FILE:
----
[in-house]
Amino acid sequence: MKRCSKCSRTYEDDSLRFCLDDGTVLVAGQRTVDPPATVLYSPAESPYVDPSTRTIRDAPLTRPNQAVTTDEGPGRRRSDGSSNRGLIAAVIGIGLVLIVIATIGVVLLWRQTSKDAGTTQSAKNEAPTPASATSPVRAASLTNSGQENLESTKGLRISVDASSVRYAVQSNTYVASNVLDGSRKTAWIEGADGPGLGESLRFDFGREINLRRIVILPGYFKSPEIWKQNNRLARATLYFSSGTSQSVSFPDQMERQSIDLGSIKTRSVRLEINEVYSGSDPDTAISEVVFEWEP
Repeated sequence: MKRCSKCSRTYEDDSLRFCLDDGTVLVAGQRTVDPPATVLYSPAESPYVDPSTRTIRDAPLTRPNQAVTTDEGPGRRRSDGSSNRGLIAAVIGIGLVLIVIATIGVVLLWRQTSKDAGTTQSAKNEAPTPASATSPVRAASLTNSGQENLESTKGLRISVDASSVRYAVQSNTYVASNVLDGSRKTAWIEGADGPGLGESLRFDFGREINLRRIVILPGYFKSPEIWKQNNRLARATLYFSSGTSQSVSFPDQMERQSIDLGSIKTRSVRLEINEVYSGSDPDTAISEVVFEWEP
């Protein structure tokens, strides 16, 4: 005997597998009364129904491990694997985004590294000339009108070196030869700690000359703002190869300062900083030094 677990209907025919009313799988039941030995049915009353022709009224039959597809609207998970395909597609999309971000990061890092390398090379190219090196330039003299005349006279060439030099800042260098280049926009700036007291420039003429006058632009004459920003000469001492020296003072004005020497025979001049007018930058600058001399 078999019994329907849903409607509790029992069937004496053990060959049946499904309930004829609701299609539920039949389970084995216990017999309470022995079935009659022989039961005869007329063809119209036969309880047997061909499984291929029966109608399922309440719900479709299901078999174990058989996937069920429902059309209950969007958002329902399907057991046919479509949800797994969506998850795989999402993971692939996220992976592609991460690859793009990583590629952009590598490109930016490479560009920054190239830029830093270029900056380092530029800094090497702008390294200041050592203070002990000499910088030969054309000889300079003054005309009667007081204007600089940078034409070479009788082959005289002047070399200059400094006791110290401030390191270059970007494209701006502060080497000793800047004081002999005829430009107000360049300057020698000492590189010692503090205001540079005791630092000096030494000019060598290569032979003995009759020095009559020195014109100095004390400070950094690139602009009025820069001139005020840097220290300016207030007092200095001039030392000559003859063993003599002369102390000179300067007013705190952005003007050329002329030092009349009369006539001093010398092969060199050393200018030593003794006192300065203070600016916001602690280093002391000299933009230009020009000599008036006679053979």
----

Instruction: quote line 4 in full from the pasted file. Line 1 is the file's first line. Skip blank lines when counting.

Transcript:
């Protein structure tokens, strides 16, 4: 005997597998009364129904491990694997985004590294000339009108070196030869700690000359703002190869300062900083030094 677990209907025919009313799988039941030995049915009353022709009224039959597809609207998970395909597609999309971000990061890092390398090379190219090196330039003299005349006279060439030099800042260098280049926009700036007291420039003429006058632009004459920003000469001492020296003072004005020497025979001049007018930058600058001399 078999019994329907849903409607509790029992069937004496053990060959049946499904309930004829609701299609539920039949389970084995216990017999309470022995079935009659022989039961005869007329063809119209036969309880047997061909499984291929029966109608399922309440719900479709299901078999174990058989996937069920429902059309209950969007958002329902399907057991046919479509949800797994969506998850795989999402993971692939996220992976592609991460690859793009990583590629952009590598490109930016490479560009920054190239830029830093270029900056380092530029800094090497702008390294200041050592203070002990000499910088030969054309000889300079003054005309009667007081204007600089940078034409070479009788082959005289002047070399200059400094006791110290401030390191270059970007494209701006502060080497000793800047004081002999005829430009107000360049300057020698000492590189010692503090205001540079005791630092000096030494000019060598290569032979003995009759020095009559020195014109100095004390400070950094690139602009009025820069001139005020840097220290300016207030007092200095001039030392000559003859063993003599002369102390000179300067007013705190952005003007050329002329030092009349009369006539001093010398092969060199050393200018030593003794006192300065203070600016916001602690280093002391000299933009230009020009000599008036006679053979």